120 DEN

The Cologne based ladies‘ quartet 120 DEN, founded in 2019, plays with modified mannequin legs, which become independent electronic instruments through guitar strings, contact microphones and built-in synthesizer elements. The resulting sounds range from subtle caresses to overflowing tapestries of sound, to knee-jerked death metal passages and conceptual electronic textures. The experimental leg sound is of course also supported orally. The down-to-earth feminine performance moves on a large scale, incidentally referring to the background of the subtle numbering and giving Rosa Luxemburg a leg up: a spectacular stage show for a wide audience! The unit denier (den, symbol Td) is defined as follows: 1 den = 1 gram per 9000 meters. Thus, for a filament yarn, 15 denier = 15g : 9000 m, 1 tex corresponds to 9 denier. The lower the den number, the more transparent and fine the product is. The higher the number, the more opaque the stocking is. Pantyhose with only 8 den are just a hint and particularly finely worked. Opaque are fine stockings with 50 den or more, through which no skin shimmers. 120 DEN are therefore opaque and with the number 120 also refer to the noise character of the musical output: at 120 decibels is the pain threshold of the human ear. To sum up: 1 tex = 9 den tex ⋅Nm = 1000 254 ⋅N e B ≈ 150 ⋅N m 254 ⋅N e L ≈ 420 ⋅N m 120 DEN = 13.333333333 tex!


Ralf Baecker

A Natural History of Networks / SoftMachine” is an audiovisual material performance inspired by the experiments of British cyberneticist Gordon Pask, who developed an electrochemical organic computer in the 1950s. The laboratory performance is based on current research on programmable matter and liquid metal actuators. At the center is a liquid metal alloy, which is animated by a custom made electrochemical apparatus (SoftMachine). A dynamic fluid microcosm is created, which performs a continuous "becoming" of organic and fractal structures. At the same time, the changing electrical milieus (resistances) that arise in the "wetware," an organic mesh of liquid metal, are translated into sounds. The performance explores new imaginaries of the machine, the artificial, and of materiality itself. A radical technology that bridges traditional discrete machine thinking and fluid and non-deterministic material processes. --- Ralf Baecker is an artist and engineer researching complex systems, old and new technologies, and the materiality of the digital.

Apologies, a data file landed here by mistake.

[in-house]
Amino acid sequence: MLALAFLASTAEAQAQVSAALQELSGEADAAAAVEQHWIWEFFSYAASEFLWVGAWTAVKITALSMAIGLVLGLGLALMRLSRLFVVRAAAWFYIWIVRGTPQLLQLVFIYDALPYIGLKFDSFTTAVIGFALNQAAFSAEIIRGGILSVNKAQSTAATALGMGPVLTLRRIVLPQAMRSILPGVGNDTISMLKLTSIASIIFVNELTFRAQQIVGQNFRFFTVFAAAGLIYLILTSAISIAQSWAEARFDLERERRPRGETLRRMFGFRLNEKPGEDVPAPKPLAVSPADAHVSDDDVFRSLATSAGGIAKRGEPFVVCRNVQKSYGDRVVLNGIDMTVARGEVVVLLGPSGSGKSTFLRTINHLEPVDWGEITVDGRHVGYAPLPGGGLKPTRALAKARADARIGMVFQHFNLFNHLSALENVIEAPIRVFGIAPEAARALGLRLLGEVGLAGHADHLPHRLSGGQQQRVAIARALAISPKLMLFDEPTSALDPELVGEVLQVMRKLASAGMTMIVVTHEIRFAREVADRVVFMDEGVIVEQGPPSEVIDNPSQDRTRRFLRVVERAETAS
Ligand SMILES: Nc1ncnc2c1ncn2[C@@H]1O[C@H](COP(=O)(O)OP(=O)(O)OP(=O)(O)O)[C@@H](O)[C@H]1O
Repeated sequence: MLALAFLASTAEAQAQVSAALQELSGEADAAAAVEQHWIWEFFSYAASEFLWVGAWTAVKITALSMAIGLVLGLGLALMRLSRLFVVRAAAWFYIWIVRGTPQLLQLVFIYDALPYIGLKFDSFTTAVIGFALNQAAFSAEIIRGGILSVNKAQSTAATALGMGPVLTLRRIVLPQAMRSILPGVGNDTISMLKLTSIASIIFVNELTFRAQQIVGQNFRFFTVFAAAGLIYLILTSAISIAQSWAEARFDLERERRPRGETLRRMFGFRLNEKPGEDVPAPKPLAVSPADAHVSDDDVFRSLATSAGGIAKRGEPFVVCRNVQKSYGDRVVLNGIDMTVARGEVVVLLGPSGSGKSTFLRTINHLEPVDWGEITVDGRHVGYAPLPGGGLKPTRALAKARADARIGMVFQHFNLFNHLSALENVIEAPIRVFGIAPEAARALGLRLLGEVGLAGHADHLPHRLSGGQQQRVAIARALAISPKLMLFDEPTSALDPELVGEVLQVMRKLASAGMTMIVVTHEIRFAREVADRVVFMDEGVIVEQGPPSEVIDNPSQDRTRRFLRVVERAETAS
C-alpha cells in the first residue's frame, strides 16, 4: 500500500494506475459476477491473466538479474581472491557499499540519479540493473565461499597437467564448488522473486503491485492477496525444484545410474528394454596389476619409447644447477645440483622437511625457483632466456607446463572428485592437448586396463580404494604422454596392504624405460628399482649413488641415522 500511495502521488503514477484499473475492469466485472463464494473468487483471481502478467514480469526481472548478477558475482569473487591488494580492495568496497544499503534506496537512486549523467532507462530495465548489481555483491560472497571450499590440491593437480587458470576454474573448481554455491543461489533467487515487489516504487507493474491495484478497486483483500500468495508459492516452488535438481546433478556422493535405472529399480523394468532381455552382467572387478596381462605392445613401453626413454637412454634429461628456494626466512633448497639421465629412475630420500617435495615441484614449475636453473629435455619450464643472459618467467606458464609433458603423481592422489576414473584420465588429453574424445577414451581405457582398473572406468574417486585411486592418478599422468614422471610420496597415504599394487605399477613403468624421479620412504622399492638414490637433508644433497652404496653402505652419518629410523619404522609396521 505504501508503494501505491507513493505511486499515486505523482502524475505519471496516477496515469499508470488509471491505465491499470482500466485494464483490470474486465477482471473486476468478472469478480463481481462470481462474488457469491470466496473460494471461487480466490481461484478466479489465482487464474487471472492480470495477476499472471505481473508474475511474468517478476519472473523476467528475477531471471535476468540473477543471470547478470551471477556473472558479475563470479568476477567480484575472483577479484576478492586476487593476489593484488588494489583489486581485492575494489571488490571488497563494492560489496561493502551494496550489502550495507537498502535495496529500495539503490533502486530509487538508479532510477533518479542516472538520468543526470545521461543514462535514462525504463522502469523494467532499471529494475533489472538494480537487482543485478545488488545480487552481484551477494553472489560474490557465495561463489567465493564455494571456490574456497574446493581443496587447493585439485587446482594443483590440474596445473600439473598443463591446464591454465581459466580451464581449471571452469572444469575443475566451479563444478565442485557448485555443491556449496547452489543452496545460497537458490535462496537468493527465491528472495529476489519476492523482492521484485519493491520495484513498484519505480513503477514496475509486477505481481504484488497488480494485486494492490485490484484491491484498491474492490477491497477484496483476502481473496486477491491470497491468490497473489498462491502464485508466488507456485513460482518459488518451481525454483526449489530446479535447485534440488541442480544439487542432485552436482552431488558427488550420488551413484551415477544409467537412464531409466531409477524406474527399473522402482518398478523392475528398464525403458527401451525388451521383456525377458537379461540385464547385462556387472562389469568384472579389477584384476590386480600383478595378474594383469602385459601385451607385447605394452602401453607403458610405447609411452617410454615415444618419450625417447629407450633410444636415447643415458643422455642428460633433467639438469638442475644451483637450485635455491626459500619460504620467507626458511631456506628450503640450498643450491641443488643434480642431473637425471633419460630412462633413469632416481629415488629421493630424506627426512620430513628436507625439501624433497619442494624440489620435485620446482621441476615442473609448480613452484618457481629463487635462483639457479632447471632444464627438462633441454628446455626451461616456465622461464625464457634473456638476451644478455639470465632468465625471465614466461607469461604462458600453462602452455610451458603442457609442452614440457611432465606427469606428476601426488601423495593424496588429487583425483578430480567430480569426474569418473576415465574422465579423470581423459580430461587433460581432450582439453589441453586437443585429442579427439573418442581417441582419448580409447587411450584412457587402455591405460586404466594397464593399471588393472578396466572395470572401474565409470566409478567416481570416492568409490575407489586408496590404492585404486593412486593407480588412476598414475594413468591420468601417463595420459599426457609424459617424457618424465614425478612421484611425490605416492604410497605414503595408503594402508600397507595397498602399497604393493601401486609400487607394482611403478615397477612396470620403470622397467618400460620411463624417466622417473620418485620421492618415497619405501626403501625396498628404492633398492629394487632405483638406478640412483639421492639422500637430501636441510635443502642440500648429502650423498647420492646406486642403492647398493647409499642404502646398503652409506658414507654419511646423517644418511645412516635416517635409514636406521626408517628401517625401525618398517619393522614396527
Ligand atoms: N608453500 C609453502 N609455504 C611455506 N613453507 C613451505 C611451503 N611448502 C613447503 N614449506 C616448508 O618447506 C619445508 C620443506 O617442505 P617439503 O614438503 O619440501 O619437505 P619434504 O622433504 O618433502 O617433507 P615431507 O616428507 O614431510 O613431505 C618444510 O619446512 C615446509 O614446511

Achim Zepezauer

Since his childhood, Achim Zepezauer is equally influenced by music and art. His studies at the fine arts school got him closer to music, while he felt connected to art, when he started to work as a musician. Therefor his works often seek the intersection of both and lead to performances, concerts or installations. Beyond that he curates experimental concerts, designs covers for records, does pottery, occasionally produces animated short films and hosts his own radio show. Achim Zepezauer interweaves samples from old prepared cassettes with other sound sources to fluent sound pieces by sending the signals through his electric pedal board. He pursues the goal to ignore expectations and therefor improvises in the best sense without the borders of genres in mind. Every concert is a search for sound between tonal and atonal soundscapes, rhythms, scraps of words, abstract and concrete sounds.


Tommy Toothpick & The Hypno Sonic Machines

Looping Sounds with Stuff. Rohe Klänge werden live aufgenommen und in sedierende Sequenzen rhythmischer Repetitionen zerteilt und gewürfelt. Keine Konservierungsstoffe oder Presets enthalten. -- Thomas Keiser alias Tommy Toothpick ist interdisziplinärer Künstler, Designer & Musiker/ verbindet analoge und digitale Welten/ gestaltet individuelle Werkzeuge in beiden Welten/ ASMR-Liebhaber//


SirFakeAlot @ the decks in Bremen

Schwall deejay @ the decks in Hamburg